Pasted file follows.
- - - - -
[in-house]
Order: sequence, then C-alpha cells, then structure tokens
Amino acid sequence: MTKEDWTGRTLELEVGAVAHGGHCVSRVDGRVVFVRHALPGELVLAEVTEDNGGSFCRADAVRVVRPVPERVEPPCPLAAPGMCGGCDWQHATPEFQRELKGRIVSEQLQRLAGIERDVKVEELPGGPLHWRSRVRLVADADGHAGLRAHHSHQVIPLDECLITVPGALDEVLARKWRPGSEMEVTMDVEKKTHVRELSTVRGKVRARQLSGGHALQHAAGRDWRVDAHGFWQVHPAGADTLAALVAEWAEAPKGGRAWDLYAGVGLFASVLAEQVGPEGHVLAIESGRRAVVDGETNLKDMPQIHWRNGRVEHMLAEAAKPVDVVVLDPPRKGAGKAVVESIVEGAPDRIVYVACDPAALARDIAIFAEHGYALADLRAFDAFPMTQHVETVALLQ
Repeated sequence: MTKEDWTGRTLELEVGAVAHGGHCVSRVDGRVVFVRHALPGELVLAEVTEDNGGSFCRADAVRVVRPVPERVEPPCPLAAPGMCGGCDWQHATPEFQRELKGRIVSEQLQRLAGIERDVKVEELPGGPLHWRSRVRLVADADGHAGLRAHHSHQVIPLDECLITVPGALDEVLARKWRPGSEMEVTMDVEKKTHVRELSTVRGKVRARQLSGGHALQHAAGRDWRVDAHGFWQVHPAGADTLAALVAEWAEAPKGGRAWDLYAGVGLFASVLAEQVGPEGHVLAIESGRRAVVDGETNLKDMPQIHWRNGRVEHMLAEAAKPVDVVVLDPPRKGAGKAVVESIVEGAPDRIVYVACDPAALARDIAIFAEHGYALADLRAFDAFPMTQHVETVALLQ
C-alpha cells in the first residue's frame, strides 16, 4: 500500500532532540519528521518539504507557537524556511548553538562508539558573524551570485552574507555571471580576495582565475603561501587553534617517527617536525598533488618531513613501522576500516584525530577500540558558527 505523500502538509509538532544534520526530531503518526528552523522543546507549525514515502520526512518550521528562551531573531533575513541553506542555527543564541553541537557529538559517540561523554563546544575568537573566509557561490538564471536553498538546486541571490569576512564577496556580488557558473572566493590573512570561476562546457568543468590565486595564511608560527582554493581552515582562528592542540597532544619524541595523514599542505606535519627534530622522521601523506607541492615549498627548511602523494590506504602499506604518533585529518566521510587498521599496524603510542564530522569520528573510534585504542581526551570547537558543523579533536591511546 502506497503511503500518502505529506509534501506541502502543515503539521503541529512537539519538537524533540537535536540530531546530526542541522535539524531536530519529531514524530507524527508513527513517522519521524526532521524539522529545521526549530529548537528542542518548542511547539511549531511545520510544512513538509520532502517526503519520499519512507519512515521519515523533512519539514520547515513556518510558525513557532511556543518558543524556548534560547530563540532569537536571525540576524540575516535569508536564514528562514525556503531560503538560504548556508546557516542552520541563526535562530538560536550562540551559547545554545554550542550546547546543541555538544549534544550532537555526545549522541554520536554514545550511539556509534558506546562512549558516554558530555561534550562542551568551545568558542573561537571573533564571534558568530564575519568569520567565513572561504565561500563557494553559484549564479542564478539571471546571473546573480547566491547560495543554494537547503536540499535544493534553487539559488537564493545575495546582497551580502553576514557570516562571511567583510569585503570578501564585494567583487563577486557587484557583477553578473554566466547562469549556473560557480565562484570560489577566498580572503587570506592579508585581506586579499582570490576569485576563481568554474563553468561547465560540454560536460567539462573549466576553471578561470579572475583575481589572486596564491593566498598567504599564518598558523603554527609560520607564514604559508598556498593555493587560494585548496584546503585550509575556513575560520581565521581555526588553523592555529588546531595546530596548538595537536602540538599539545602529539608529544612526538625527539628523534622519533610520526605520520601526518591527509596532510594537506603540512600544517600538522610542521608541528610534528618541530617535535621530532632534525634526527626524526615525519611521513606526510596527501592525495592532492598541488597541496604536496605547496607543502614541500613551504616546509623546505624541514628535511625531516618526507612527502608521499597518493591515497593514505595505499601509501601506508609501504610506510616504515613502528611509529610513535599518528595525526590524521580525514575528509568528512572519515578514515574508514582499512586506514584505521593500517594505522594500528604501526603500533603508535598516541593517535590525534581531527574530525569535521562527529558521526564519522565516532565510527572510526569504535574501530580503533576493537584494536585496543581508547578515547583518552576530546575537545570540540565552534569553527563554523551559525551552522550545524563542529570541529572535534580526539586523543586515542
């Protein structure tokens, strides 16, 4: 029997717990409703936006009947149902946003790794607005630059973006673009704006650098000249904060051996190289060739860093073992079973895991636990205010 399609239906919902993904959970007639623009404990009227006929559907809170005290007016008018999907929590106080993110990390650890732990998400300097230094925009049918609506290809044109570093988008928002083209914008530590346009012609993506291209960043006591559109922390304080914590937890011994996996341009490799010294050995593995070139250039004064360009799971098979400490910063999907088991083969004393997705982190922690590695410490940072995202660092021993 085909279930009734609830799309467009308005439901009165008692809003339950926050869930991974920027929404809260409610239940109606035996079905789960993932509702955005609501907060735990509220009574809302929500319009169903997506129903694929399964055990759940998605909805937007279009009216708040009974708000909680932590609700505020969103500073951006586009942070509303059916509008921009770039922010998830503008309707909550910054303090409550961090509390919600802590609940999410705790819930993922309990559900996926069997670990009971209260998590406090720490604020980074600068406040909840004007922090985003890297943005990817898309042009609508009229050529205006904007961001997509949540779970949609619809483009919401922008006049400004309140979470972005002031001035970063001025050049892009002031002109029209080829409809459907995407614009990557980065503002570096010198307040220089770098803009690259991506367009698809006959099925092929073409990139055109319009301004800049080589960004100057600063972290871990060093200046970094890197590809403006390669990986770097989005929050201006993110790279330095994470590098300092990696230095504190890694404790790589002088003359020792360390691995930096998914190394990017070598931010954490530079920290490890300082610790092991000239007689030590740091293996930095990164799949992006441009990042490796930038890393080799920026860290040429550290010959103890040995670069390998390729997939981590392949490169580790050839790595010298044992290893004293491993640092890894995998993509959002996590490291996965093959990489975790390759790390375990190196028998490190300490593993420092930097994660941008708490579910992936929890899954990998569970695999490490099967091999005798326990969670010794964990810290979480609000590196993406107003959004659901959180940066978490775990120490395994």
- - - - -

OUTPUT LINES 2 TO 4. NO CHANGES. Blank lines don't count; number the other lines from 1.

Order: sequence, then C-alpha cells, then structure tokens
Amino acid sequence: MTKEDWTGRTLELEVGAVAHGGHCVSRVDGRVVFVRHALPGELVLAEVTEDNGGSFCRADAVRVVRPVPERVEPPCPLAAPGMCGGCDWQHATPEFQRELKGRIVSEQLQRLAGIERDVKVEELPGGPLHWRSRVRLVADADGHAGLRAHHSHQVIPLDECLITVPGALDEVLARKWRPGSEMEVTMDVEKKTHVRELSTVRGKVRARQLSGGHALQHAAGRDWRVDAHGFWQVHPAGADTLAALVAEWAEAPKGGRAWDLYAGVGLFASVLAEQVGPEGHVLAIESGRRAVVDGETNLKDMPQIHWRNGRVEHMLAEAAKPVDVVVLDPPRKGAGKAVVESIVEGAPDRIVYVACDPAALARDIAIFAEHGYALADLRAFDAFPMTQHVETVALLQ
Repeated sequence: MTKEDWTGRTLELEVGAVAHGGHCVSRVDGRVVFVRHALPGELVLAEVTEDNGGSFCRADAVRVVRPVPERVEPPCPLAAPGMCGGCDWQHATPEFQRELKGRIVSEQLQRLAGIERDVKVEELPGGPLHWRSRVRLVADADGHAGLRAHHSHQVIPLDECLITVPGALDEVLARKWRPGSEMEVTMDVEKKTHVRELSTVRGKVRARQLSGGHALQHAAGRDWRVDAHGFWQVHPAGADTLAALVAEWAEAPKGGRAWDLYAGVGLFASVLAEQVGPEGHVLAIESGRRAVVDGETNLKDMPQIHWRNGRVEHMLAEAAKPVDVVVLDPPRKGAGKAVVESIVEGAPDRIVYVACDPAALARDIAIFAEHGYALADLRAFDAFPMTQHVETVALLQ